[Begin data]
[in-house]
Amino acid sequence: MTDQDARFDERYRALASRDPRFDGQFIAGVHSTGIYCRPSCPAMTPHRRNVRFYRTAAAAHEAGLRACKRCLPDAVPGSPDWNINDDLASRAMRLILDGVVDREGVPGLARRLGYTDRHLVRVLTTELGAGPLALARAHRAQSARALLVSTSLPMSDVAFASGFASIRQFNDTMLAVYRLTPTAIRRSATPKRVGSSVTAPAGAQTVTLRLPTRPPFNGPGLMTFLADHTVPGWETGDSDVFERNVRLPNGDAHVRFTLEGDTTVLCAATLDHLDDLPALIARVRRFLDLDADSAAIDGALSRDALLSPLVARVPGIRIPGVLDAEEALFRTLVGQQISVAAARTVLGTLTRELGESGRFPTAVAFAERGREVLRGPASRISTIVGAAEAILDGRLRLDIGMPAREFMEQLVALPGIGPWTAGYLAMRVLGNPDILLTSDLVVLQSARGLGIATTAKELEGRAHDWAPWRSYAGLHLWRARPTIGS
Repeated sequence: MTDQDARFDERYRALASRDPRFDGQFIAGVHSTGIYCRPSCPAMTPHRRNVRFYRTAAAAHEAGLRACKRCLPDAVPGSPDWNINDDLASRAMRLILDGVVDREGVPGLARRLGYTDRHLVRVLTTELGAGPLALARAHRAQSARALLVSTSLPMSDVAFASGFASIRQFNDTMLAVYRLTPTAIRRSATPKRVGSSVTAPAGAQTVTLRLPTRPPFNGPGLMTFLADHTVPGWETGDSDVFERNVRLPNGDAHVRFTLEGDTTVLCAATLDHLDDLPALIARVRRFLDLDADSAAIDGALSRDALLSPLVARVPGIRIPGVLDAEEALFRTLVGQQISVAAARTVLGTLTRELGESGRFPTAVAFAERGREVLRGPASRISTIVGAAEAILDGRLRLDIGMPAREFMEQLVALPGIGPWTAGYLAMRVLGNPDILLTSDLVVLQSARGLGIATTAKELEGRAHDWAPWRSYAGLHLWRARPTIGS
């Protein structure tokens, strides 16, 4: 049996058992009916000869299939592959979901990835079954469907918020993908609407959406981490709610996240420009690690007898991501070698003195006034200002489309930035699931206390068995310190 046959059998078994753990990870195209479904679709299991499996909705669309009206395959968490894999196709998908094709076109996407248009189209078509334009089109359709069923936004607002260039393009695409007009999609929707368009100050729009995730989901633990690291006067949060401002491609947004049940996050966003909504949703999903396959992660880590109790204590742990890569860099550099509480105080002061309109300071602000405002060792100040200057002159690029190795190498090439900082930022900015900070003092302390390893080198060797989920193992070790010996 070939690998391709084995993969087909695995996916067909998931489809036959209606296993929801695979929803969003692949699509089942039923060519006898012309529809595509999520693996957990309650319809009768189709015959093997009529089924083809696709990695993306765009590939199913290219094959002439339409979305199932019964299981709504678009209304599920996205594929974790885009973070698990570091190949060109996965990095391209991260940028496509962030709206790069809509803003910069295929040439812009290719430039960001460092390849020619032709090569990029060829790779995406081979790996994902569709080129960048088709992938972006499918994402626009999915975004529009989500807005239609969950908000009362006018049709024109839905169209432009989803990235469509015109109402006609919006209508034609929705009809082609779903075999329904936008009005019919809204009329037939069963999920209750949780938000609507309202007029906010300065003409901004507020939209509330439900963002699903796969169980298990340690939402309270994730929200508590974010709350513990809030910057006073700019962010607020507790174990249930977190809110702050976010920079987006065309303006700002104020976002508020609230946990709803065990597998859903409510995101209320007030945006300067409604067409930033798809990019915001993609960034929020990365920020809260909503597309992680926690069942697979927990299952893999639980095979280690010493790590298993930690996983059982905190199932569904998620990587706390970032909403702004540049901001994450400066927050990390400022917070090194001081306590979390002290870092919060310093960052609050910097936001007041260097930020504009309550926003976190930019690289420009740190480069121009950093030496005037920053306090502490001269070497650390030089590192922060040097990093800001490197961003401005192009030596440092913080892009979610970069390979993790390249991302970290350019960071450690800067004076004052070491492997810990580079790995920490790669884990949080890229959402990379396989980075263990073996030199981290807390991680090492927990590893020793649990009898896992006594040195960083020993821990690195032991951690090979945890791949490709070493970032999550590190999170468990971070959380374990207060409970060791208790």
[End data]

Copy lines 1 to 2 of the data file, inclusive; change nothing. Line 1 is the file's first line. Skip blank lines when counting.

[in-house]
Amino acid sequence: MTDQDARFDERYRALASRDPRFDGQFIAGVHSTGIYCRPSCPAMTPHRRNVRFYRTAAAAHEAGLRACKRCLPDAVPGSPDWNINDDLASRAMRLILDGVVDREGVPGLARRLGYTDRHLVRVLTTELGAGPLALARAHRAQSARALLVSTSLPMSDVAFASGFASIRQFNDTMLAVYRLTPTAIRRSATPKRVGSSVTAPAGAQTVTLRLPTRPPFNGPGLMTFLADHTVPGWETGDSDVFERNVRLPNGDAHVRFTLEGDTTVLCAATLDHLDDLPALIARVRRFLDLDADSAAIDGALSRDALLSPLVARVPGIRIPGVLDAEEALFRTLVGQQISVAAARTVLGTLTRELGESGRFPTAVAFAERGREVLRGPASRISTIVGAAEAILDGRLRLDIGMPAREFMEQLVALPGIGPWTAGYLAMRVLGNPDILLTSDLVVLQSARGLGIATTAKELEGRAHDWAPWRSYAGLHLWRARPTIGS